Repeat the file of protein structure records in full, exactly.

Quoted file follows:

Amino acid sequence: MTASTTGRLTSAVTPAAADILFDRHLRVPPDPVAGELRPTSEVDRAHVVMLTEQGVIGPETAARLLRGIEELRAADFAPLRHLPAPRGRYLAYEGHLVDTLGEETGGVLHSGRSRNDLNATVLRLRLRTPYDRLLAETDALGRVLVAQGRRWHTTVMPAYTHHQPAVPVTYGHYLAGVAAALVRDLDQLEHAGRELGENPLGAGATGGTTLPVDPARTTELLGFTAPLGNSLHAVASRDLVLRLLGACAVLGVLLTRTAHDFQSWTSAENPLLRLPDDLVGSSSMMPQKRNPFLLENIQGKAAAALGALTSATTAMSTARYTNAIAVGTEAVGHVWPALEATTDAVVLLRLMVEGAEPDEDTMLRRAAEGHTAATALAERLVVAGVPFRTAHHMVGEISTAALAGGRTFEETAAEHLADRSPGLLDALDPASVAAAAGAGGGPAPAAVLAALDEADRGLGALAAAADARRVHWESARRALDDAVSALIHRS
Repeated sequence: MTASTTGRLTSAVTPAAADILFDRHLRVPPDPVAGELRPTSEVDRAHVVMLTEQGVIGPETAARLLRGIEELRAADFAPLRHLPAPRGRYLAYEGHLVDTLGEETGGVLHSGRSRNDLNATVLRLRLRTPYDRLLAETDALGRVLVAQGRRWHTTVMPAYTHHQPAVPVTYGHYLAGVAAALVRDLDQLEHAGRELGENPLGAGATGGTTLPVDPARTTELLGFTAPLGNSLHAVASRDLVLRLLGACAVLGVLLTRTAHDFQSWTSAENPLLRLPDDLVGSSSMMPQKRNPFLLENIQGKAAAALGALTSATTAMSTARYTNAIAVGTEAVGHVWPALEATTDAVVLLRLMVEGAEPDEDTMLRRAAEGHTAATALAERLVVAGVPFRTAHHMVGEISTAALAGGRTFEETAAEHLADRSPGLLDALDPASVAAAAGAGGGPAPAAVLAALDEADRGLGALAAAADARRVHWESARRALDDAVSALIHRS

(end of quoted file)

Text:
Amino acid sequence: MTASTTGRLTSAVTPAAADILFDRHLRVPPDPVAGELRPTSEVDRAHVVMLTEQGVIGPETAARLLRGIEELRAADFAPLRHLPAPRGRYLAYEGHLVDTLGEETGGVLHSGRSRNDLNATVLRLRLRTPYDRLLAETDALGRVLVAQGRRWHTTVMPAYTHHQPAVPVTYGHYLAGVAAALVRDLDQLEHAGRELGENPLGAGATGGTTLPVDPARTTELLGFTAPLGNSLHAVASRDLVLRLLGACAVLGVLLTRTAHDFQSWTSAENPLLRLPDDLVGSSSMMPQKRNPFLLENIQGKAAAALGALTSATTAMSTARYTNAIAVGTEAVGHVWPALEATTDAVVLLRLMVEGAEPDEDTMLRRAAEGHTAATALAERLVVAGVPFRTAHHMVGEISTAALAGGRTFEETAAEHLADRSPGLLDALDPASVAAAAGAGGGPAPAAVLAALDEADRGLGALAAAADARRVHWESARRALDDAVSALIHRS
Repeated sequence: MTASTTGRLTSAVTPAAADILFDRHLRVPPDPVAGELRPTSEVDRAHVVMLTEQGVIGPETAARLLRGIEELRAADFAPLRHLPAPRGRYLAYEGHLVDTLGEETGGVLHSGRSRNDLNATVLRLRLRTPYDRLLAETDALGRVLVAQGRRWHTTVMPAYTHHQPAVPVTYGHYLAGVAAALVRDLDQLEHAGRELGENPLGAGATGGTTLPVDPARTTELLGFTAPLGNSLHAVASRDLVLRLLGACAVLGVLLTRTAHDFQSWTSAENPLLRLPDDLVGSSSMMPQKRNPFLLENIQGKAAAALGALTSATTAMSTARYTNAIAVGTEAVGHVWPALEATTDAVVLLRLMVEGAEPDEDTMLRRAAEGHTAATALAERLVVAGVPFRTAHHMVGEISTAALAGGRTFEETAAEHLADRSPGLLDALDPASVAAAAGAGGGPAPAAVLAALDEADRGLGALAAAADARRVHWESARRALDDAVSALIHRS